Szymborska, a heavy smoker, died of lung cancer at her home in Krakow on Wednesday. The Nobel award committee's citation called her the "Mozart of poetry", a woman who mixed the elegance of language with "the fury of Beethoven" and tackled serious subjects with humour.
While she was one of the most popular poets in Poland, most of the world had not heard of the shy, soft-spoken Szymborska before she won the Nobel prize.
She was seen as political and playful, a poet who used humour in unexpected ways. Her verse, seemingly simple, was subtle, deep and often hauntingly beautiful. She used simple objects and detailed observation to reflect on larger truths, often using everyday images - an onion, a cat in an empty apartment, a fan in a museum - to reflect on grand topics such as love, death and time.President Bronislaw Komorowski honoured Szymborska last year with Poland's highest distinction, the Order of the White Eagle, in recognition of her contribution to her nation's culture.
In response to her death, Mr Komorowski wrote: "For decades she infused Poles with optimism and with trust in the power of beauty and the might of the word."
She was our "guardian spirit", he said. "In her poems, we could find brilliant advice that made the world easier to understand."
Szymborska was working on poems to be published this year. She had nearly 400 poems published, in six decades of writing.
Asked why she did not have more published works, she said: "There is a trash bin in my room. A poem written in the evening is read again in the morning. It does not always survive."
Szymborska was born in the village of Bnin, now part of Kornik, near Poznan in western Poland on July 2, 1923. Eight years later she moved with her parents to Krakow, and developed deep ties to the city, with its rich artistic and intellectual milieu. She lived there until her death.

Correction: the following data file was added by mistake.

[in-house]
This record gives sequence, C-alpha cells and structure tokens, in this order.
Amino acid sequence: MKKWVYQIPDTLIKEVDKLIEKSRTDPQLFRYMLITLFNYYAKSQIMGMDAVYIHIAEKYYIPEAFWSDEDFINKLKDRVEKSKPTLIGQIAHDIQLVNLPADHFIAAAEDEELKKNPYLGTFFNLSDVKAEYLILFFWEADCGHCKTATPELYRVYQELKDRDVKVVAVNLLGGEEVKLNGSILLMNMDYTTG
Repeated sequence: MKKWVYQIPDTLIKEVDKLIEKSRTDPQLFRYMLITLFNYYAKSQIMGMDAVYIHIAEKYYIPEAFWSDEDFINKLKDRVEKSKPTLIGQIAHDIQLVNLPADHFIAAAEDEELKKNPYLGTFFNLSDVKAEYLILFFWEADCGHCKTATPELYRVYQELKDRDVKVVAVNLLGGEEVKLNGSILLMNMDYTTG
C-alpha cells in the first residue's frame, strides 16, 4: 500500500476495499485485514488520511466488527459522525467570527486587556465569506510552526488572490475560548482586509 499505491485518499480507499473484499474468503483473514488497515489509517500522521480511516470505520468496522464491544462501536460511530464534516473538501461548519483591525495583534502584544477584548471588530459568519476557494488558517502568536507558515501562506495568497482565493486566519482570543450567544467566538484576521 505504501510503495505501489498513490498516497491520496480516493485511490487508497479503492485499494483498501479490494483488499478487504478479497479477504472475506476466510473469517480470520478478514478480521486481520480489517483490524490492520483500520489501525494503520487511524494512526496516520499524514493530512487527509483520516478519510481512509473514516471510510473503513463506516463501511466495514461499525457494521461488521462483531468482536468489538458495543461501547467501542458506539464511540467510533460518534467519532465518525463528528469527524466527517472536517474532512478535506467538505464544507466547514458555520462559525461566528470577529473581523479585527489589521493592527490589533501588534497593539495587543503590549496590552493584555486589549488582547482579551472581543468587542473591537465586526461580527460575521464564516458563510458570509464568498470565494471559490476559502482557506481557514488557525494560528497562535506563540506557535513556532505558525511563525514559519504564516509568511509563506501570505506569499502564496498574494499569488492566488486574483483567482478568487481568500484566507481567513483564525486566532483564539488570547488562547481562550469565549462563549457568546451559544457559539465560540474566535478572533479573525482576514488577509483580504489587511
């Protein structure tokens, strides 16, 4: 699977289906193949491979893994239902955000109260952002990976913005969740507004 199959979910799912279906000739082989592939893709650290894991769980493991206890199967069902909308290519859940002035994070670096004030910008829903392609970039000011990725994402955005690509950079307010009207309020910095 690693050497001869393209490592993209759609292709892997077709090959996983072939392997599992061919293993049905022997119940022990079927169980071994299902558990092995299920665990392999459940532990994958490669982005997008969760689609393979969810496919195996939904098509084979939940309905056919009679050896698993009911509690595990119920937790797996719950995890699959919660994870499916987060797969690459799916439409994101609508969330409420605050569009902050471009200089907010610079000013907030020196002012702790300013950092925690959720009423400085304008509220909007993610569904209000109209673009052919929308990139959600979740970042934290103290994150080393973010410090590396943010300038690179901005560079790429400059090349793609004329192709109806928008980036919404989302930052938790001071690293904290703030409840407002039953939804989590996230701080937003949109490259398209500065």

After the Nazis invaded Poland in September 1939, Szymborska found work as a railway clerk to avoid deportation to Germany. In her free time, she studied at illegal underground universities.
She resumed her studies after the war in Polish literature and sociology but never took a degree.
In 1945, she published her first poem, I Am Looking for a Word, in a weekly supplement to the Dziennik Polski newspaper.
Not long afterwards, Szymborska married poet Adam Wlodek. Although the two divorced after a few years, they remained close friends until his death in 1986.
Szymborska's first two books, published in 1952 and 1954, were influenced by socialist realism, the doctrine that art must serve revolutionary goals, at a time when communist censors held sway. One poem, Lenin, praised Russia's revolutionary leader.
But like many Polish writers and artists, Szymborska grew disillusioned with communism and later renounced her Stalin-era verse. She broke with the Communist Party in 1966.
In later poems, she likened Stalin to the abominable snowman and frequently mocked communism in her verse.
Szymborska published about 20 volumes of poetry in all, a handful of which have been translated into over a dozen languages. Works available in English include View With a Grain of Sand, People on a Bridge and Sounds, Feelings, Thoughts: Seventy Poems.
Her work was wildly popular with Polish readers, and one poem, Love At First Sight, inspired the lauded film Red by the late Polish director Krzysztof Kieslowski.
Despite her age, Szymborska's work continued to speak to a broad public. Her collection, Dwukropek, was selected by readers of the Gazeta Wyborcza newspaper as the best book of 2006. She published her last book, Here, in 2008.